The forthcoming BAA Deep Sky Section meeting prompted me to process one of my sets of deep sky data which has been hanging around. This is a wide-field Rosette, taken with a modified DSLR from Outer London over two nights in January.
The very large number of 2-minute unguided exposures has given a very smooth image from an old DSLR. Processing was with the free Deep Sky Stacker and Photoshop CS4, with gradient and light pollution colour cast removed using Gradient Xterminator. 40 flat frames and 140 dark frames were used. (The last is probably an unnecessarily large number.)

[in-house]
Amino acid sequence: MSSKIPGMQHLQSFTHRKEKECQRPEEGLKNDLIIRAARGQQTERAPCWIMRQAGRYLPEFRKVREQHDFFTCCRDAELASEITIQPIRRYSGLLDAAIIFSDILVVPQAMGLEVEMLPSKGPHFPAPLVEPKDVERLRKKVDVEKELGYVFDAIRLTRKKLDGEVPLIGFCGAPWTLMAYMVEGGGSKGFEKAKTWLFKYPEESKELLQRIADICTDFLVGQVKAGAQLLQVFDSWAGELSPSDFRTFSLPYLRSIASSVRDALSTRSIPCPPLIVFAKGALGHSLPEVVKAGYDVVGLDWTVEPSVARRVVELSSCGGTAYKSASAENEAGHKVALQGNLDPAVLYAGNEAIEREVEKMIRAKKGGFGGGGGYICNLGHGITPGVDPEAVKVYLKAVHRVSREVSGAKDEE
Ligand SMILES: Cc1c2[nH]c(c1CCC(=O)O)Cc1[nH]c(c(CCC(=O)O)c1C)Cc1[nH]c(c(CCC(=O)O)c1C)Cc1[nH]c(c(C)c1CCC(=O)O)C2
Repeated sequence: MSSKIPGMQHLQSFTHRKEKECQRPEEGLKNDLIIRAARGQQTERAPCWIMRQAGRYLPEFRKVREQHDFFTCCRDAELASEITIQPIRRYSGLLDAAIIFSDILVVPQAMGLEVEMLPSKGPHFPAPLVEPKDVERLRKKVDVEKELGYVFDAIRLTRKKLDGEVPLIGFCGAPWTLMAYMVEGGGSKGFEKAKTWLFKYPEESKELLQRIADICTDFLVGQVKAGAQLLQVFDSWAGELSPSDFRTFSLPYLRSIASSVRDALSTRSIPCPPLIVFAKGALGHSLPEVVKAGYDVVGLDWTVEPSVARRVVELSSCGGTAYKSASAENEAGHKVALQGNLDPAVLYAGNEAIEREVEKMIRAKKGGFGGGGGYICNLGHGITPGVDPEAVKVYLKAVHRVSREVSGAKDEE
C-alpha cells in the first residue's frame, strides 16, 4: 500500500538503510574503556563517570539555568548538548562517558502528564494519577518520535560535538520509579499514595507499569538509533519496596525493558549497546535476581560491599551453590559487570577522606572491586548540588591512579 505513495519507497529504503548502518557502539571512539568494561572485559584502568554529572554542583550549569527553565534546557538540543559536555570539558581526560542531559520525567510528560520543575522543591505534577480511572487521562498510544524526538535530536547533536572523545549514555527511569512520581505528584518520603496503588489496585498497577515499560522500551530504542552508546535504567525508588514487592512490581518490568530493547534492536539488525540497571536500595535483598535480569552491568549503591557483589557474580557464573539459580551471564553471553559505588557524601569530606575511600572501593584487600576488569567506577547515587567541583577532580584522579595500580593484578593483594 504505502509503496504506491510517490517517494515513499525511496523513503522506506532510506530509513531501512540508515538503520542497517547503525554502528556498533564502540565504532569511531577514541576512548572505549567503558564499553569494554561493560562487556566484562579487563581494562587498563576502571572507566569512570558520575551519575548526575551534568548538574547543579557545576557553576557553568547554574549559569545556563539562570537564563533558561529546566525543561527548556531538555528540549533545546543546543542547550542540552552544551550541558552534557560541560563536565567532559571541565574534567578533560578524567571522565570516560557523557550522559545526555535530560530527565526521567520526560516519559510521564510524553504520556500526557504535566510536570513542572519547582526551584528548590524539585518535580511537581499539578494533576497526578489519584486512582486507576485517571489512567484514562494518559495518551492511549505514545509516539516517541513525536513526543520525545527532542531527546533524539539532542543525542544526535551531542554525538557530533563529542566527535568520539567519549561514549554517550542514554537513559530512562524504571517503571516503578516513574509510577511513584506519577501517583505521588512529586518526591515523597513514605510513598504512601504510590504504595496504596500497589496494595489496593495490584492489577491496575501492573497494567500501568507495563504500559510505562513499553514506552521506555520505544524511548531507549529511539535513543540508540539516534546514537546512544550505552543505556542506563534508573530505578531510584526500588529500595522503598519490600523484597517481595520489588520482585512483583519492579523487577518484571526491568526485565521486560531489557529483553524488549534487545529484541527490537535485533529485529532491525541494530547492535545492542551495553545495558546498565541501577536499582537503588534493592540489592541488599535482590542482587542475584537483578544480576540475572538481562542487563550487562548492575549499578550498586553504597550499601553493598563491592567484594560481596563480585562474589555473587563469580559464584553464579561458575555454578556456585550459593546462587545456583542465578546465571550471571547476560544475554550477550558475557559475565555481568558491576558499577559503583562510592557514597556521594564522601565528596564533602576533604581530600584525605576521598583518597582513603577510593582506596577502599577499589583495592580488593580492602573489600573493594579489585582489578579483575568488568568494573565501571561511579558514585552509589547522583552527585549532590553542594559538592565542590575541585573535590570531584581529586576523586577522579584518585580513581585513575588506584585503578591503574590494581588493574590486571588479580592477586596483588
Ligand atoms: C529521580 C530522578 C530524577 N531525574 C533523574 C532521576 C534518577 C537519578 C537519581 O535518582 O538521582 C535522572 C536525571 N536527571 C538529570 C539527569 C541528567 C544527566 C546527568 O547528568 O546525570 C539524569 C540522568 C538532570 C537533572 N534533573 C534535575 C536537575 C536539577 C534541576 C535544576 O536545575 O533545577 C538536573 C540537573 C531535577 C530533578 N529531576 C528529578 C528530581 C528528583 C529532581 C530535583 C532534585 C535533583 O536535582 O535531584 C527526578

I had one problem with the processing, which I may describe as ‘dark worms’. These are not real features in space, but an artefact I guess caused by over-corrected hot pixels turing out dark in calibrated images and trailing with the stacking of slightly displaced unguided exposures. I blurred these ‘worms’ out by outlining them at 200% scale and then using Photoshop’s ‘Shape Blur’ function, but this is not a perfect treatment for them.
Click twice to see at full size.